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IT Startups: There Is Such a Thing as Too Much Retirement Savings (For Now, Anyway)

IT Startups: There Is Such a Thing as Too Much Retirement Savings (For Now, Anyway)

It may not be in your best interest to immediately put aside money for retirement. Learn why you should invest in your tech business’s growth first.

Tuesday, November 11, 2014/Categories: small-business-resources

This is a guest post by Leonard Raskin, a Registered Representative and Financial Advisor of Park Avenue Securities, LLC (PAS). He is the principal of Raskin Global, a wealth management and financial advisory company based in Hunt Valley, Maryland.

If you’re several decades away from retirement and you’ve recently started an IT business, putting money away for retirement may not be the smartest thing to do on day one. Controversial, right? A financial advisor saying you might not want to put money in your retirement fund.

Don’t get me wrong: setting money aside for retirement is absolutely essential. It’s not something you can skip. But like anything else, retirement planning requires some strategizing, especially for entrepreneurs.

In this article, I’ll explain why it’s sometimes smarter to hold off on retirement investing and what to consider when you start putting money aside.

Saving for Retirement? Make Sure You’re Liquid

Let’s say you start an IT consultancy and from day one, you set aside 10 percent of your funds for retirement. A year in, you’ve got more work than you can handle and you realize you need to take the plunge and hire a full-time employee. Congrats.

This also means, however, that you’ll have to rent office space and buy computer equipment for the new hire. Unfortunately, you don’t have a ton of liquid funds to make all those upfront purchases. If you tap into your retirement account to cover the costs, you’ll face a 10 percent penalty plus any taxes you didn’t yet pay. And that’s all to access your own money.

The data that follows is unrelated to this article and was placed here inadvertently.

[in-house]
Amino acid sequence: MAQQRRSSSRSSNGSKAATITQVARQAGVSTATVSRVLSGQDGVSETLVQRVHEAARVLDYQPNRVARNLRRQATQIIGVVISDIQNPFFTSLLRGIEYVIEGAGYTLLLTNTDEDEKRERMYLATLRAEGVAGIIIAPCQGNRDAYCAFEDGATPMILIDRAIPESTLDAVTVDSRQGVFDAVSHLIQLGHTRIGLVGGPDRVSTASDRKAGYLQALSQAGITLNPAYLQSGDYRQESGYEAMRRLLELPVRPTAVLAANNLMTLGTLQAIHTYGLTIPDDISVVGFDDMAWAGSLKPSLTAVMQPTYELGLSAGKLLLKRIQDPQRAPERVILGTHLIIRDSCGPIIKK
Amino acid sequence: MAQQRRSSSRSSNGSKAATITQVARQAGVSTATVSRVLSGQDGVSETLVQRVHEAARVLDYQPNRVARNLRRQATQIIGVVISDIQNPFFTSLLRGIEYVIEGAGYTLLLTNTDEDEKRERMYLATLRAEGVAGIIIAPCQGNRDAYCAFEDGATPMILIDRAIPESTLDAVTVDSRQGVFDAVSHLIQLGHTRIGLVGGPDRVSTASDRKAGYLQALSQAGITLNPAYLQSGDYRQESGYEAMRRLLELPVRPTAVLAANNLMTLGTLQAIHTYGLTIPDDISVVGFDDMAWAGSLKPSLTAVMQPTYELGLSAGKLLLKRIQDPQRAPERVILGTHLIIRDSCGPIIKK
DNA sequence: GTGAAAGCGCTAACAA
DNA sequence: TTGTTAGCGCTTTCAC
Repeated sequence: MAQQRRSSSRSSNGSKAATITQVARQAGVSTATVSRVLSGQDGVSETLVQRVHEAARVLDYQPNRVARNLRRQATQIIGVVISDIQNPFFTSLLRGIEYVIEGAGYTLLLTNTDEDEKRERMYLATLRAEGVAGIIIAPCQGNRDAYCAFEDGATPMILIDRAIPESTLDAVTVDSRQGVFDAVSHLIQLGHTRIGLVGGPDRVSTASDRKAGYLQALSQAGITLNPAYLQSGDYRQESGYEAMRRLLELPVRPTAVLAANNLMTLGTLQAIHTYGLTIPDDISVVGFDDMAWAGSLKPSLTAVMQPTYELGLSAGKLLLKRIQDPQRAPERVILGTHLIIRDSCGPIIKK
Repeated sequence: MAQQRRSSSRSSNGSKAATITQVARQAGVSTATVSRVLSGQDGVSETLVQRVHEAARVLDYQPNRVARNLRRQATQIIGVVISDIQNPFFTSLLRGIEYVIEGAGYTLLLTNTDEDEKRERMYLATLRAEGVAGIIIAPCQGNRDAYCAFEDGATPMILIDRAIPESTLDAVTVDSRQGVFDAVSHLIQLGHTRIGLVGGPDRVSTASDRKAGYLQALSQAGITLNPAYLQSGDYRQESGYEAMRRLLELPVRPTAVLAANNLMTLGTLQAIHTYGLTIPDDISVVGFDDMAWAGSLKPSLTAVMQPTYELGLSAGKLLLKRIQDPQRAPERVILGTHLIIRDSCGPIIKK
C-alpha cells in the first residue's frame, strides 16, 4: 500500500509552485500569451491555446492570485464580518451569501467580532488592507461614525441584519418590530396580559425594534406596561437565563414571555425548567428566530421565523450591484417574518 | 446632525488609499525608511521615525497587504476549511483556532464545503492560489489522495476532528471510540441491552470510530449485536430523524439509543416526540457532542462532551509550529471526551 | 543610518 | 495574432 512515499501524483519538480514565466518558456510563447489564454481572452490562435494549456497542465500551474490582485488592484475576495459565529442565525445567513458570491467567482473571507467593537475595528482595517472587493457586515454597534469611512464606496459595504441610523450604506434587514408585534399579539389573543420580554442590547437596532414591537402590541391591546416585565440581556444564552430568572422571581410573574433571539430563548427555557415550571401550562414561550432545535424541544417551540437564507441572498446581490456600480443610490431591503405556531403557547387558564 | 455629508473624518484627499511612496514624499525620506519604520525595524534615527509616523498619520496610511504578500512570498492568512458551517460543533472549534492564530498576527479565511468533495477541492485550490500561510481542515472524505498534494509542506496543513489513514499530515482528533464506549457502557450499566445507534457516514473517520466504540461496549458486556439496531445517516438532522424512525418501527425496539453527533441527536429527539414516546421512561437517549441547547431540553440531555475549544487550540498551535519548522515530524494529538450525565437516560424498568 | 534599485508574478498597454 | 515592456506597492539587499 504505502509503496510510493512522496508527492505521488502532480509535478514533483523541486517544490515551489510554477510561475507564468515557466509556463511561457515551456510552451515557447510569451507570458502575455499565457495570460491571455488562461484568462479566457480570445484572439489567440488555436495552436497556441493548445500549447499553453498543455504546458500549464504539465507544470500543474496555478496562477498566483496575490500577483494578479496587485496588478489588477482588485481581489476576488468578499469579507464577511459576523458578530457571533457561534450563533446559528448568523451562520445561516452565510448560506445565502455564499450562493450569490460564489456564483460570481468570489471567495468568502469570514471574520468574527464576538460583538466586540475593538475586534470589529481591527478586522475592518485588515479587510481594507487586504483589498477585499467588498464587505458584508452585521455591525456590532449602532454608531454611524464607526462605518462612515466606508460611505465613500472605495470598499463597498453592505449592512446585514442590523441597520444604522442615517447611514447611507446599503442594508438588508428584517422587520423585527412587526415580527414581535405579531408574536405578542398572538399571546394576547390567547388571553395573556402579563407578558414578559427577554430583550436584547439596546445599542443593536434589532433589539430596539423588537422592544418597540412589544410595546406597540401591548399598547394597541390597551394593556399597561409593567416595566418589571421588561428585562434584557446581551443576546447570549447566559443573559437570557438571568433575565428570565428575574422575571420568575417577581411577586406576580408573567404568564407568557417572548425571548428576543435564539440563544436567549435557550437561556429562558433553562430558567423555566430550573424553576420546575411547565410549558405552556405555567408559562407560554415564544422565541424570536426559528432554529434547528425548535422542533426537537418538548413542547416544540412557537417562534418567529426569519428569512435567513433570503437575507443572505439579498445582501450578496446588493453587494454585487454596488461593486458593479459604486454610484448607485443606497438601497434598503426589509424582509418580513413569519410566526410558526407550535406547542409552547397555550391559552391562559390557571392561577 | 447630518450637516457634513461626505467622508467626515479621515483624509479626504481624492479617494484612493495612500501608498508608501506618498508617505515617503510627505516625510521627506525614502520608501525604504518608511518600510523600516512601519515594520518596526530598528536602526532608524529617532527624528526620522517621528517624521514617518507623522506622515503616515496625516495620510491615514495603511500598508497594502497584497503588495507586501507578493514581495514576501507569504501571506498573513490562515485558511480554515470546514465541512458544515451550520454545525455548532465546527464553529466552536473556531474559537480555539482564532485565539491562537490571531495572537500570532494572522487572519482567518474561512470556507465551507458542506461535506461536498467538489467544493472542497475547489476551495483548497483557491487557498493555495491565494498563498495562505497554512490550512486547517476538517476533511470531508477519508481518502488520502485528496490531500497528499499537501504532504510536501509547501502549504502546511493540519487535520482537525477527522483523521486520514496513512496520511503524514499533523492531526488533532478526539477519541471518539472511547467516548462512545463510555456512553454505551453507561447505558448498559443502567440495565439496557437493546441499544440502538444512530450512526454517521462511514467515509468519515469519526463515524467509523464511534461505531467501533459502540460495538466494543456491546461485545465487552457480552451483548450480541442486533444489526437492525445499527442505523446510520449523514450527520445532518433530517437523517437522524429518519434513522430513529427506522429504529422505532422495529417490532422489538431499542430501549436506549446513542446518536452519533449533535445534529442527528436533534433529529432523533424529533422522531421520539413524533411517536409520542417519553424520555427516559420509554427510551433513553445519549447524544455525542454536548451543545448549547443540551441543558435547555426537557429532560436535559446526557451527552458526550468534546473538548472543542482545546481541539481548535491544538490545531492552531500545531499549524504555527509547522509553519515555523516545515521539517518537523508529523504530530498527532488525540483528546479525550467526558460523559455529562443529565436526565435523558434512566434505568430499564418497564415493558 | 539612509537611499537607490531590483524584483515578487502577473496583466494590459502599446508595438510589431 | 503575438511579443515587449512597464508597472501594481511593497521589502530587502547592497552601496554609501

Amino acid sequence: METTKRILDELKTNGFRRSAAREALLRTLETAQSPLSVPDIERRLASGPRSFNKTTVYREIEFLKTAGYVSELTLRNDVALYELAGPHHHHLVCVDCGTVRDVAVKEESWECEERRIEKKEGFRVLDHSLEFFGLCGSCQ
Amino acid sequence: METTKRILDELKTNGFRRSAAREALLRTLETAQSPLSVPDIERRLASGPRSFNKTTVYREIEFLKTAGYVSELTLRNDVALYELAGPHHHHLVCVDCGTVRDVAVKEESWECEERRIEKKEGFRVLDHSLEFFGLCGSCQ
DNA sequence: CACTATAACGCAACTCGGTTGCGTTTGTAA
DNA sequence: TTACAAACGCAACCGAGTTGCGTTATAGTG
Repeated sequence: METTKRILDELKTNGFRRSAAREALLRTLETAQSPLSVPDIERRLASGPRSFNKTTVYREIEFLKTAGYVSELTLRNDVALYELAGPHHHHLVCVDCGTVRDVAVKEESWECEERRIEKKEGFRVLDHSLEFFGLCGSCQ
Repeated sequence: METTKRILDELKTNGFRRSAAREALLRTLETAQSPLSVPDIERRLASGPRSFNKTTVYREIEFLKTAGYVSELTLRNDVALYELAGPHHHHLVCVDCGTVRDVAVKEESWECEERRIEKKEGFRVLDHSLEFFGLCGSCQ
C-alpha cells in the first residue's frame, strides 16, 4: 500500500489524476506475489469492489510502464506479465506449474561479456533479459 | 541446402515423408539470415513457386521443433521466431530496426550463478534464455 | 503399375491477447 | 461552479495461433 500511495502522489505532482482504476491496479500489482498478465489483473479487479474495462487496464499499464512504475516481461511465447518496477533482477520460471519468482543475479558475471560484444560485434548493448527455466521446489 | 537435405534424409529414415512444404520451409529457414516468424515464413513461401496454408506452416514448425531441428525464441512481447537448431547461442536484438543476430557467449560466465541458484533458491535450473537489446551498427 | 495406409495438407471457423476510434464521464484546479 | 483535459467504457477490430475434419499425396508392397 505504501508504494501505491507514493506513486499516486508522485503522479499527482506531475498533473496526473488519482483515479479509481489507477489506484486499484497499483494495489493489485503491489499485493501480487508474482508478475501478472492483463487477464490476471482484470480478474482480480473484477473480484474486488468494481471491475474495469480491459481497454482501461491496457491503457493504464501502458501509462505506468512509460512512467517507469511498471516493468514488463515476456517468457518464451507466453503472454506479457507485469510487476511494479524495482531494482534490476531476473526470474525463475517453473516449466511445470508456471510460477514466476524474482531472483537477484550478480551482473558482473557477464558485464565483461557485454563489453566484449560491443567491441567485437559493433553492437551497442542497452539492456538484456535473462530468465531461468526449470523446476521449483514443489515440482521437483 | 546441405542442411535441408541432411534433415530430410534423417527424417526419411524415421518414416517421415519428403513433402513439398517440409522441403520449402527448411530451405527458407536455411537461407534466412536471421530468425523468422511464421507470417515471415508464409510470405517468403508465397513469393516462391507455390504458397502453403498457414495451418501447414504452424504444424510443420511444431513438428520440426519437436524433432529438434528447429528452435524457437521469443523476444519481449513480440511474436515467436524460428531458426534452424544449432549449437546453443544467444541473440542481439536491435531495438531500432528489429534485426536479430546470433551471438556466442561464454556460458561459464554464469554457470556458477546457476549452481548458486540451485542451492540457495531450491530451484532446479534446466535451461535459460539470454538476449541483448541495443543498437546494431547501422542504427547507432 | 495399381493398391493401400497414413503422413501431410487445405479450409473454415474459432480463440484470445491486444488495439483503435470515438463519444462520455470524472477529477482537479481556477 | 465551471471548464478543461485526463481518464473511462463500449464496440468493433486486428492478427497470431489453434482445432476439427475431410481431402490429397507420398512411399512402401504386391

The point here is that some things are more valuable to early-stage businesses than retirement funds. In the example above, the new employee could have helped your business grow revenue substantially, allowing you to put away enough money to make up ground you might have lost by not investing right away. If you don’t have the funds for those costs, you’ll have to pay to borrow one way or another.

The tricky thing, of course, is understanding retirement vehicles well enough to determine which one to use when it’s time to start investing.

A Crash Course on Retirement Products for Small-Business Owners

Once you’ve determined that your business is sufficiently liquid enough to start investing in retirement, you have to decide which type of retirement account makes the most sense. I highly recommend working with a financial advisor on this one because everyone’s individual circumstances are different and there are lots of complexities I’m not going to get into here.

Use the following as an introduction to thinking about various ways to put money aside for your future if you’re currently the only person in your business.

  • IRA: Money goes in tax-free and grows tax-free, but you pay income tax when you take money out (plus penalties if you do that before you’re 59 and a half). Generally speaking, this is a good choice if you think you’ll be in a lower tax bracket during retirement than you are now (i.e., you’ll be earning less from your retirement funds than you do from your business, so the future taxes you’d pay would be less than the taxes you’d pay today).